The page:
IBM Broadens Watson Adoption With Education Apps, Bots

IBM has introduced Watson into the online education market in a deal with Pearson, while others are using Watson Virtual Agent to streamline business operations.

IBM Watson

LAS VEGAS—IBM continues to field questions about the adoption of its Watson cognitive computing system and just how much the technology is adding to the company's bottom line.

At its World of Watson conference here, IBM didn't go so far as to provide specific numbers on how much Watson has meant to the IBM company's sales, but it did provide more detail on adoption, as companies including Pearson, Staples and Autodesk adopt Watson.

IBM said it is collaborating with Pearson, a provider of educational courseware and assessment, to bring Watson cognitive capabilities to both college students and educators. The combination of Watson's cognitive capabilities and Pearson's digital learning products can give students a more immersive learning experience with their college courses, the company said. Students will be able to ask questions in natural language just as they would with a professor.

During the dialogue with a student, Watson constantly assesses his or her responses and guides the student to a better understanding of a particular topic. Throughout the learning process, Watson will help students by providing them with hints, feedback, explanations and common misconceptions. IBM plans to integrate Watson with Pearson's adaptive courseware platform for a variety of subjects including economics, marketing and psychology.

Meanwhile, Staples and Autodesk are embracing Watson conversational technologies to help streamline business operations. Staples plans to embed Watson in its "Easy System" and Autodesk is building a chatbot for customers to resolve issues more quickly.

The Watson-based Pearson system will provide instructors with insights about how well students are learning, flagging students who need additional help.

"With Watson and this incredible collaboration with Pearson, we are changing the way college students learn," said Harriet Green, IBM's general manager of Watson IoT, Cognitive Engagement & Education, in a statement. "The idea of having a built-in study partner to help tackle the challenging questions college students get stuck on is amazing. Our goal is for college students to feel empowered, improve study performance and assist educators with breakthrough academic content."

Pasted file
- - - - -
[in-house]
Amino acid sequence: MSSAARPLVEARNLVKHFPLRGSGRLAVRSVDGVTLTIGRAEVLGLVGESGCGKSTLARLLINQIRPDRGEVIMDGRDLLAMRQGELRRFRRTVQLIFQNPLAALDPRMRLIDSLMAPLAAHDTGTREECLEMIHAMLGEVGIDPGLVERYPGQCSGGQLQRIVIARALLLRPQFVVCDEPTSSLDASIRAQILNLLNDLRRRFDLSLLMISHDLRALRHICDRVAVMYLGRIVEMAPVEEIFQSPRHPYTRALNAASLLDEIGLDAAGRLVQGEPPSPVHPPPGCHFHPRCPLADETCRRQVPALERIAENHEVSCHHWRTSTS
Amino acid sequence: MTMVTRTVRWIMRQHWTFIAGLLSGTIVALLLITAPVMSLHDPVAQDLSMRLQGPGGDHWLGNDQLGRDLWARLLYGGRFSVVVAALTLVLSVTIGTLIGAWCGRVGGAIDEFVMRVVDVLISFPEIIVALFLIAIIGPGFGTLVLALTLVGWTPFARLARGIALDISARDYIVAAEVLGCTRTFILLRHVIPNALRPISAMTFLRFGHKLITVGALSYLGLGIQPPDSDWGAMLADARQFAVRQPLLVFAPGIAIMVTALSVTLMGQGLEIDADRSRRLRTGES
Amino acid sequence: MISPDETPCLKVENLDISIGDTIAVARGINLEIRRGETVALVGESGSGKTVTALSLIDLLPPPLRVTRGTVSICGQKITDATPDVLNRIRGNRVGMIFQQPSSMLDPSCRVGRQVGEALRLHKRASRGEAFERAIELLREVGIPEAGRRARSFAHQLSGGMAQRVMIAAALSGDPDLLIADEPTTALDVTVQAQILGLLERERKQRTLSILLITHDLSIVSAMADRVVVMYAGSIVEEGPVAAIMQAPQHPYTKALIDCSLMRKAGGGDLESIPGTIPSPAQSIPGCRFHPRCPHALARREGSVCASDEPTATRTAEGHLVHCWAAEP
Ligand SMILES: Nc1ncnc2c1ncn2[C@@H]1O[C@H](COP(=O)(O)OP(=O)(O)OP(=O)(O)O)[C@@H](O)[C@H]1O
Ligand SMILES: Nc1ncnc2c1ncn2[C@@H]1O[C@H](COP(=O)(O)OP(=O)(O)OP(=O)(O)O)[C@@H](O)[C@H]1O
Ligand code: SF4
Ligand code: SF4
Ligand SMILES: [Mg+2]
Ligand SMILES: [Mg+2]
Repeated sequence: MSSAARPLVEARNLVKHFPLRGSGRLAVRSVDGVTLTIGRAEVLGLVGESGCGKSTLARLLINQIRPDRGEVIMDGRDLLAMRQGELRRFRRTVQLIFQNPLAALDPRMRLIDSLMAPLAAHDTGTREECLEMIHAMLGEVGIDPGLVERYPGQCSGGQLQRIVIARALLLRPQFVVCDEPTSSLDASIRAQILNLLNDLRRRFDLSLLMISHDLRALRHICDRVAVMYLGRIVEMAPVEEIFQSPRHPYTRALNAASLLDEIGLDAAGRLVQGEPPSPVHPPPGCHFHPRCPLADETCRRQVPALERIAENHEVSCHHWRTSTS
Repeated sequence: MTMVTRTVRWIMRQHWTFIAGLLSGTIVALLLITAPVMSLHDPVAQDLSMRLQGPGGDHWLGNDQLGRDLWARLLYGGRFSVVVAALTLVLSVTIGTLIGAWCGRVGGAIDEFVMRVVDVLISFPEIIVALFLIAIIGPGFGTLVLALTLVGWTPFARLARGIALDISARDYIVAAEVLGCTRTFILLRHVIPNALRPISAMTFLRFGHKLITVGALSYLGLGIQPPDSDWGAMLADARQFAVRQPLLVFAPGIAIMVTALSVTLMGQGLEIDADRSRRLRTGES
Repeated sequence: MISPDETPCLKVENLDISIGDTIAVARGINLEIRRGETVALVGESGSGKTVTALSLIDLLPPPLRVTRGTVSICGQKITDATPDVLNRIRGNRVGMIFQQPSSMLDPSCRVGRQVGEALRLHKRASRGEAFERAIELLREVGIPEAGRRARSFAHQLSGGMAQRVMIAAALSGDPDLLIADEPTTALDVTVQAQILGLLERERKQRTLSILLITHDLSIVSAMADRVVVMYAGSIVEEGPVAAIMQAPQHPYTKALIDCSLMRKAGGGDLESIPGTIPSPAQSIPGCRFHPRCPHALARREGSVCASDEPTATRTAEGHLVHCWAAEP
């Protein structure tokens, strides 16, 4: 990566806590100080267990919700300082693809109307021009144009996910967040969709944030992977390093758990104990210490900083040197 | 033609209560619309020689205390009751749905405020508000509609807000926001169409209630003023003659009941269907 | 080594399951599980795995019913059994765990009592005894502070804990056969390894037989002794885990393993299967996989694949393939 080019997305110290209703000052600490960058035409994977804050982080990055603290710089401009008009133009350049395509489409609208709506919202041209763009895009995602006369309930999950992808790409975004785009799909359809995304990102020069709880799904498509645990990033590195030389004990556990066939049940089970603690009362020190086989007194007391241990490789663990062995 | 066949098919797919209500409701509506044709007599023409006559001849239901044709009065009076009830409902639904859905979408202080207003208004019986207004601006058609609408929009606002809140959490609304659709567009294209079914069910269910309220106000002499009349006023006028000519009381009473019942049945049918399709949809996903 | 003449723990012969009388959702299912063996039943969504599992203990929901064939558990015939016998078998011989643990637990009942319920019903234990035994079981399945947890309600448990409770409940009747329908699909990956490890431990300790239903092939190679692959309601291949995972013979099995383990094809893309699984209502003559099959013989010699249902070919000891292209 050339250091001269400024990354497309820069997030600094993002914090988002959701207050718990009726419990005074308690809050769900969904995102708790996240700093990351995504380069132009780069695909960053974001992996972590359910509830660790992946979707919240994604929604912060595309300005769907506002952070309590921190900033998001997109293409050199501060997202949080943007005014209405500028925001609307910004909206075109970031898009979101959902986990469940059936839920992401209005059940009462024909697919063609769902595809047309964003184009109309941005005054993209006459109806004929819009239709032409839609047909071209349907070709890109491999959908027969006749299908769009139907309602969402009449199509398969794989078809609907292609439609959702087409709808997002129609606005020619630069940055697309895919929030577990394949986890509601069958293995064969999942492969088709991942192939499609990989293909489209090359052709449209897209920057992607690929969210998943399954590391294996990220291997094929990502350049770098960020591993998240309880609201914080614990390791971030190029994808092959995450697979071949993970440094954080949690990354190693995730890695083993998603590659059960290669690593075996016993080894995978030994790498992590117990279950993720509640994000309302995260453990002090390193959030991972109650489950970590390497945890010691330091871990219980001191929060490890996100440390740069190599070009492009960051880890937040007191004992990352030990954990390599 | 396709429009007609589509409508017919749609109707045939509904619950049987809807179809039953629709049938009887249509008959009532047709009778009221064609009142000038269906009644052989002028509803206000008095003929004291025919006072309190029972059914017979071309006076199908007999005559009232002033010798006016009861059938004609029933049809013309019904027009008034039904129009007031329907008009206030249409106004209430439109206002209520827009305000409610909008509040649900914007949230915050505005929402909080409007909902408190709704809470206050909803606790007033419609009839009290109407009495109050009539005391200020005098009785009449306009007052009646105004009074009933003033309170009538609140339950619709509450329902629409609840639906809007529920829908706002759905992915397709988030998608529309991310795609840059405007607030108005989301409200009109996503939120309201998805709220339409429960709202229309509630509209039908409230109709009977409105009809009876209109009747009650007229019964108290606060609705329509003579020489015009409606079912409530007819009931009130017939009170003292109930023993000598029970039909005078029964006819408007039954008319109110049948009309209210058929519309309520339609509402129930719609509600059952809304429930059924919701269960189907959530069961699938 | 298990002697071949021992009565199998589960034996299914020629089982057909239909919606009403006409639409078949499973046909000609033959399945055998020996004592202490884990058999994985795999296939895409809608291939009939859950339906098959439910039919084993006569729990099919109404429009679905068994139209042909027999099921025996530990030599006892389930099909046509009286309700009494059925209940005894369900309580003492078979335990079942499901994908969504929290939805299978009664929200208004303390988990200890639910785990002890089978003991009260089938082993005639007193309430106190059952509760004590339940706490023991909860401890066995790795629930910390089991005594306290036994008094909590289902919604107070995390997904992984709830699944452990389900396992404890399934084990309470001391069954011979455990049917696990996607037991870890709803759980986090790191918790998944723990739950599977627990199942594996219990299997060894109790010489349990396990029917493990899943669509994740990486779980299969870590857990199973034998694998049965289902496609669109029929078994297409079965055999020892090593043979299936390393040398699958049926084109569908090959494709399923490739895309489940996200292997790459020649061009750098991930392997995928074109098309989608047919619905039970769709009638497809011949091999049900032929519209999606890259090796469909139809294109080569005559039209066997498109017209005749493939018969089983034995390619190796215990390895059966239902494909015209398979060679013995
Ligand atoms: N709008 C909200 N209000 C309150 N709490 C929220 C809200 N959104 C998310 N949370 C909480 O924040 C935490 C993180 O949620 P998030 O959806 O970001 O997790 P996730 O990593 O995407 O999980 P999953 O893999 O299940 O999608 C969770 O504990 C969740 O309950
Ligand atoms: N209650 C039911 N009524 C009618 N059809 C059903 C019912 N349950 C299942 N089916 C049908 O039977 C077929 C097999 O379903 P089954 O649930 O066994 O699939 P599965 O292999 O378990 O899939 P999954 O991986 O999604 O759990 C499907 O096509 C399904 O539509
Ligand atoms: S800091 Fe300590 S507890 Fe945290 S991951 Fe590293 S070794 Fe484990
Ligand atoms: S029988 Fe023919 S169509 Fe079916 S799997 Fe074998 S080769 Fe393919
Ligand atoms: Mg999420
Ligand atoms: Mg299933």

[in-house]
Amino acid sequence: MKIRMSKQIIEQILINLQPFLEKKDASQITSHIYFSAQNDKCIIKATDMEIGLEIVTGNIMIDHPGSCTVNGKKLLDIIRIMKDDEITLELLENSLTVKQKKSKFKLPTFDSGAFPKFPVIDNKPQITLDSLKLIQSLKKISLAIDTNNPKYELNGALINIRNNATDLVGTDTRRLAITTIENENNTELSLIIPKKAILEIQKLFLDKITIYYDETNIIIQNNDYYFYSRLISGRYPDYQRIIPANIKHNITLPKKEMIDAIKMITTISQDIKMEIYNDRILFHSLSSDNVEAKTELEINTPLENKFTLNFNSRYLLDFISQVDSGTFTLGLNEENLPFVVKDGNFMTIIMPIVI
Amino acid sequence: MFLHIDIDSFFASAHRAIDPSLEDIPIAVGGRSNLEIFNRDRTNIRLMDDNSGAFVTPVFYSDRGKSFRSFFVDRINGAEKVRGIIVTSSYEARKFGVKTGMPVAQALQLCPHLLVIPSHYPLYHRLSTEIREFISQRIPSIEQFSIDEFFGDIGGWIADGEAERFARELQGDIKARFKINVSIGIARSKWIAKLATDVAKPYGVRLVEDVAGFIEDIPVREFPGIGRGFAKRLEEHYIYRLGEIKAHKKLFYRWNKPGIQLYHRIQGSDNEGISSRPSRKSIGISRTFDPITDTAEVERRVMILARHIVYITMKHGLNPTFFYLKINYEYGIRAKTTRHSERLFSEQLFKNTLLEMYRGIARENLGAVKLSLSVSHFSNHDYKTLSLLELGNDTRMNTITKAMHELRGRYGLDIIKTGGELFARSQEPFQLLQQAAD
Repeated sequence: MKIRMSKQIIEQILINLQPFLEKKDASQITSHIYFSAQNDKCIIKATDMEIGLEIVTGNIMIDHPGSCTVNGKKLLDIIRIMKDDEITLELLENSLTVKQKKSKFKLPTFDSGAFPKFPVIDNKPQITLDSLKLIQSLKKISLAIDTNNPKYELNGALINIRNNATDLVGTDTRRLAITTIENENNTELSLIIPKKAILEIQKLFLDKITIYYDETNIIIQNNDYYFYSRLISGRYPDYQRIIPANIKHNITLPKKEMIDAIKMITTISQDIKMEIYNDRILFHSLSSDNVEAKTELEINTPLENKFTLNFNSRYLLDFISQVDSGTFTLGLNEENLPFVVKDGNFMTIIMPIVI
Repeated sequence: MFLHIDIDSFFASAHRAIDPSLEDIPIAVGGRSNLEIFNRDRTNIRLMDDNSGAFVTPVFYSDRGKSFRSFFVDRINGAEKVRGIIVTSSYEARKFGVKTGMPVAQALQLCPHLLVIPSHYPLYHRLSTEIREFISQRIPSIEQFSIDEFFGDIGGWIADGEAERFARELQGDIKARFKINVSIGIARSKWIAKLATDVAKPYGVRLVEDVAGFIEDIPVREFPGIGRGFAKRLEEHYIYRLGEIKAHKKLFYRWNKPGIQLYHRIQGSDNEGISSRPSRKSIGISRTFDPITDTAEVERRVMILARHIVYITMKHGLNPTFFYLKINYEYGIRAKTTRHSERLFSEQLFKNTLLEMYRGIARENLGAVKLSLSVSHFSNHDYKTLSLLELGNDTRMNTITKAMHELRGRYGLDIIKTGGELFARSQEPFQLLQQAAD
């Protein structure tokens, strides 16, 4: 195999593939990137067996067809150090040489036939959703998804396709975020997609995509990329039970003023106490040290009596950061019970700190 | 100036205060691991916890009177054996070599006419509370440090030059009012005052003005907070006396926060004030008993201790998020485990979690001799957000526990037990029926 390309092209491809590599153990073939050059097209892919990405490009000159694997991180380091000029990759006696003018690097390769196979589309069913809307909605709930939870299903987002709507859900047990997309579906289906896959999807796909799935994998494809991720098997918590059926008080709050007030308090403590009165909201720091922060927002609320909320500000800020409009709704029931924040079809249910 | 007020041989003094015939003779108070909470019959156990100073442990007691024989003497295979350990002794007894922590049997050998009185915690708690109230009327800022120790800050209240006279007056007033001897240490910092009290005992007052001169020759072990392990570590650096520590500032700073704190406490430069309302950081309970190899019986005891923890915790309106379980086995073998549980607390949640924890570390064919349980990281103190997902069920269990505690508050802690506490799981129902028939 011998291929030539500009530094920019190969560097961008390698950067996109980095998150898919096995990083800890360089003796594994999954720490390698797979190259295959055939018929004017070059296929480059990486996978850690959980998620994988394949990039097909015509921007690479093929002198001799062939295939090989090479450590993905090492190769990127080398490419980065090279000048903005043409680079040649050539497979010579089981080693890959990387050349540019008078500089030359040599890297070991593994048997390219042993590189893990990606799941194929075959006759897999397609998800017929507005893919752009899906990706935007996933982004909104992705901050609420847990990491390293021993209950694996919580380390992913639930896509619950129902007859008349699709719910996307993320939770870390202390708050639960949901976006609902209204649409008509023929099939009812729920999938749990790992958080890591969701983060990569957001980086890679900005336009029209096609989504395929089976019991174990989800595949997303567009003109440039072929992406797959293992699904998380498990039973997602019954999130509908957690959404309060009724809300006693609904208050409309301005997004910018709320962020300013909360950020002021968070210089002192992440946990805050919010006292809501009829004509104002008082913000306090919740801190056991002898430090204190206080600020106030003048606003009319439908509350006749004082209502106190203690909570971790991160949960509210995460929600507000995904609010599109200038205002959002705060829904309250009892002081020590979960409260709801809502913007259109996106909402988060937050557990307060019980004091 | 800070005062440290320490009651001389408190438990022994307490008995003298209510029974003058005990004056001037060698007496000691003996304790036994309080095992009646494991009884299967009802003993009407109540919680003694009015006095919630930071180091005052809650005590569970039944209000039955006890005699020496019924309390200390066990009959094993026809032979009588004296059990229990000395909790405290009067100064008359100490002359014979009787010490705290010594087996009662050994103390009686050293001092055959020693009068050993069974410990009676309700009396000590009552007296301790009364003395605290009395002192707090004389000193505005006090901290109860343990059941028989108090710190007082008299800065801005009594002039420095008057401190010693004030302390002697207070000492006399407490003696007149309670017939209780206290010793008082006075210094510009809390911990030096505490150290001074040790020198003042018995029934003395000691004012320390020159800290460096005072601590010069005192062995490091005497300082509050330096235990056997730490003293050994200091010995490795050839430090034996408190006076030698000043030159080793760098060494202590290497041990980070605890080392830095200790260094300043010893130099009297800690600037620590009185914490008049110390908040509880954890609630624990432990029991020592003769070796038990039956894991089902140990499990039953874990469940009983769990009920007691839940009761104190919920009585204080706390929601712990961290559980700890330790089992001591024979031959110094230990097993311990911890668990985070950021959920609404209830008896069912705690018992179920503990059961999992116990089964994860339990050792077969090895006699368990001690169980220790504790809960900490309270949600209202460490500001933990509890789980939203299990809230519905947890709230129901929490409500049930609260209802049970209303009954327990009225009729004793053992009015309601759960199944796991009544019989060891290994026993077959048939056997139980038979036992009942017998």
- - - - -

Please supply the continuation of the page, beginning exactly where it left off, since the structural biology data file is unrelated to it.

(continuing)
IBM's partnership with Pearson could have wide-ranging implications, as Person reaches a broad number of students and education professionals. According to Pearson, the company reaches 75 million students of all ages around the world across its range of services including books, software, English language teaching, assessment and qualifications and online learning. In the U.S. college sector, Pearson reaches 13 million students per year with digital tools and content, the company said.

"I like the accessibility, mastery, reading and learning part of it. I can't be available 24 hours a day," said Sherry Grosso, professor of Economics at the University of South Carolina, Sumter, in a statement.

"To think that when I'm reading, I could just say, 'Watson, can you explain this to me a little bit more?' That would be great. It would be nice to know that it's there," said Shadi Rum, a Saint Petersburg College student and aspiring nurse, also in a statement.

Digital learning is one of many tools available to students to accelerate their learning. Yet, it is a potent tool to complement lectures and lab work.

"Digital learning opens up exciting new possibilities to improve access and outcomes in education," said Tim Bozik, president of global product at Pearson, in a statement. "Our partnership will use the power of Watson to help students stay engaged and deepen their learning, complete their degree and be better equipped for their careers. Teachers are the most important factor in delivering a great education. The partnership will support teachers by providing better digital tools and enabling personalized learning for their students."

IBM also is pushing the power of Watson into other markets. At World of Watson, the company introduced Watson Virtual Agent, a cognitive technology that enables developers to easily build conversational agents or bots. The technology enables developers to build and train bots from the cloud. Staples and Autodesk are two of the first customers to sign up.

"Our platform continues to evolve as we tap IBM's science and research capabilities to enhance our services," said David Kenny, general manager of IBM Watson, in a statement. "IBM is advancing the technologies on the platform in the area of conversation, all with a mission of helping brands transform their customer experience, empowering users to create solutions that deepen engagement and facilitate stronger, more positive interactions."

Using the Watson Virtual Agent, Staples plans to offer an ordering interface for customers across its ecosystem—via the Staples Easy Button, through the app, over Facebook Messenger or with a Slackbot. The interface simplifies the customers' shopping experience by using it to reorder supplies, track shipments or chat about customer service needs.

Meanwhile, Autodesk plans to use Watson Virtual Agent to improve interaction with its customers as the company shifts to a fully subscription-based delivery model. Autodesk is integrating Otto, its digital concierge, with Watson to provide service, support and information to customers and partners.

In addition, The Weather Company, an IBM business, has used Watson Virtual Agent to create a bot for Facebook Messenger that serves up personalized weather content.